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3 Shear Five large-scale reinforced-concrete beams and four AASHTO Type I prestressed girders were tested to evaluate the performance of high-strength A1035 steel as shear reinforcement in comparison to that of the commonly used A615 steel. Test specimens were designed using the specifications approach of summing concrete and steel contributions to shear resistance (i.e., Vc + Vs). All beams exhibited good performance with little difference noted between the behavior of spans reinforced with A1035 or A615 transverse steel. The use of current specifications procedures for calculating shear capacity were found to be acceptable for val- ues of shear reinforcement yield fy 100 ksi. Shear Friction A series of eight push-off (direct shear) proof tests of "cold construction joint" interfaces rein- forced with either A1035 or A615 bars demonstrated that current specifications requirements for such joints are adequate. Significantly, the restriction that fy be limited to 60 ksi when calcu- lating shear friction capacity must be maintained regardless of the reinforcing steel used. This limit is, in fact, calibrated to limit strain (and therefore interface crack opening) to ensure ade- quate aggregate interlock capacity across the interface and is, hence, a function of steel modu- lus rather than strength. It is noted that steel modulus does not vary with reinforcing bar grade. Compression Analytical parametric studies were performed to examine behavior of columns reinforced with A1035 longitudinal and transverse reinforcement. Results indicate the current specifi- cations requirements for both longitudinal and transverse reinforcement design in compres- sion members are applicable for fy 100 ksi. Bond and Development The applicability of current specifications requirements for straight bar and hooked bar development lengths was confirmed through a series of spliced-bar beam tests and pull-out tests, respectively. "Proof test" spliced-bar beam specimens, having development lengths that were shorter than those required by the present specifications equations (with all appro- priate reduction factors applied), were tested. All developed bar stresses exceeding fy and approaching the ultimate bar capacity, fu, prior to the splice slipping, and in one case bar fracture. Tests of hooked bar anchorage resulted in bar rupture outside of the anchorage region with very little slip, clearly indicating the efficacy of the hooked bar development requirements in the specifications. Significantly, it is recommended that development, splice, and anchorage regions be provided with cover and confining reinforcement--based on current design requirements--when high-strength bars are used. Existing equations for development where no confinement is present are demonstrated to be unconservative. The presence of confining reinforcement effectively mitigates potential splitting failures and results in suitably conservative development, splice, and anchorage capacities. Serviceability--Deflections and Crack Widths A fundamental issue in using A1035, or any other high-strength reinforcing steel, is that the stress at service load (fs; assumed to be on the order of 0.6fy) is expected to be greater than when conventional Grade 60 steel is used. Consequently, the service-load reinforcing strains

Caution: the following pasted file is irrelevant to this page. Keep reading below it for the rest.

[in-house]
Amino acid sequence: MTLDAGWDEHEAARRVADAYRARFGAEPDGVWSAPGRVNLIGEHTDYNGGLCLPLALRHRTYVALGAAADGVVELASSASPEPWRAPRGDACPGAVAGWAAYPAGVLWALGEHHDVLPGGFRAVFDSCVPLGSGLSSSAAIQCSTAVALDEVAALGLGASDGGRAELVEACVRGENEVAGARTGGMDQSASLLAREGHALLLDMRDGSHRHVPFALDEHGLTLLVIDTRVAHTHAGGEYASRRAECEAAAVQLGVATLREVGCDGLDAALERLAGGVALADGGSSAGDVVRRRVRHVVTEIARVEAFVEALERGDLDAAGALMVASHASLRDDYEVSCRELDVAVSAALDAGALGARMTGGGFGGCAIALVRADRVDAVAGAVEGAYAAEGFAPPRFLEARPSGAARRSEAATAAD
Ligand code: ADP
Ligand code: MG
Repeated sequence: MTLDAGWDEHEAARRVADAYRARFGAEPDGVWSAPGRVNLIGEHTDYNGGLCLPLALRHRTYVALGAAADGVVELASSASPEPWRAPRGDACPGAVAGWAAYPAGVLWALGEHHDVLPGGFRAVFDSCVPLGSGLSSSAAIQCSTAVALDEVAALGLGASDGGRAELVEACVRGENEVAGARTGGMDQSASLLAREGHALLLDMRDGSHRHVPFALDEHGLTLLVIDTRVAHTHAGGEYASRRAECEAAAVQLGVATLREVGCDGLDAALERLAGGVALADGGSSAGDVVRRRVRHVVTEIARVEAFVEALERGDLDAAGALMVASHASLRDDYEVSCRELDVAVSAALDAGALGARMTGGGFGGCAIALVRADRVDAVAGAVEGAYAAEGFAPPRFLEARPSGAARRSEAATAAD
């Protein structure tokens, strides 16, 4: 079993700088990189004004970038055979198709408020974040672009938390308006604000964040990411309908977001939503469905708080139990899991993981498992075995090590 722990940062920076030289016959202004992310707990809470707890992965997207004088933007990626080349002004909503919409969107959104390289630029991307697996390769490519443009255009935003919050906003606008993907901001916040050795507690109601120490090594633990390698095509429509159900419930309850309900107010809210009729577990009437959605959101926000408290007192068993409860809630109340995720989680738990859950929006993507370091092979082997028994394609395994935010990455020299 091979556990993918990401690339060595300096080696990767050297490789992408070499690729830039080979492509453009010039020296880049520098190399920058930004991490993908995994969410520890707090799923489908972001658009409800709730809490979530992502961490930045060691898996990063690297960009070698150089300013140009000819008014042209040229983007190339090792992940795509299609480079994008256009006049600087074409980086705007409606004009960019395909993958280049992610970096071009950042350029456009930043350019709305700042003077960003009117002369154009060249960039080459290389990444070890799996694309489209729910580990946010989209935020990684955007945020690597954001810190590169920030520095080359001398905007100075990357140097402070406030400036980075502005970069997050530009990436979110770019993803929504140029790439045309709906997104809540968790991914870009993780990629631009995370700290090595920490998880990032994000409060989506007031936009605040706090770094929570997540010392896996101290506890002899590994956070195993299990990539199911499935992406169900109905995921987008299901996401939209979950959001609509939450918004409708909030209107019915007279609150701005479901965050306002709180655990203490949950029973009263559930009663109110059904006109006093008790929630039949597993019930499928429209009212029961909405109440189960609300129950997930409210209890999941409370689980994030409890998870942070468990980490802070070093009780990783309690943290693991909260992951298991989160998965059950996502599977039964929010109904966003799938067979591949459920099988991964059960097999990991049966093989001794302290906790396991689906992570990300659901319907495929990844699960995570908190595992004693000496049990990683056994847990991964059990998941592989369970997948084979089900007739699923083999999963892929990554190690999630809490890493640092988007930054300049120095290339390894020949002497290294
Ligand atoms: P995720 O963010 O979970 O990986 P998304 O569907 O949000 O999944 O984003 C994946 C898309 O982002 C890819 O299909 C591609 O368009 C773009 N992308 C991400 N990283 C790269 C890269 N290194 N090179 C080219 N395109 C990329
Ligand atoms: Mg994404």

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4 (i.e., s = fs/Es) are greater than those for conventional Grade 60 steel. The large strains affect deflection and crack widths at service loads. Based on the results of the flexural tests con- ducted in this study, deflections and crack widths at service load levels were evaluated. Both metrics of serviceability were found to be within presently accepted limits and were pre- dictable using current specifications provisions. A limitation on service-level stresses of fs 60 ksi is recommended; this is consistent with the recommendation that fy 100 ksi. Summary The extension of present AASHTO LRFD Bridge Design Specifications to permit reinforc- ing bar yield strengths not exceeding 100 ksi was investigated and, for the most part, vali- dated for concrete strengths up to 10 ksi, and, in some instances, 15 ksi. This study did not address seismic applications, and no such increase in permitted yield strength is addressed for Seismic Zones 2 through 4. Other limitations to the use of high-strength reinforcing steel also are identified. Recommended specifications language was proposed to the Project Panel that specifically permits the use of high-strength reinforcing steel with specified yield strengths not greater than 100 ksi when the specific article permits it. This report provides the necessary background and engineering basis, in the form of experimental and analytical studies, supporting these recommendations.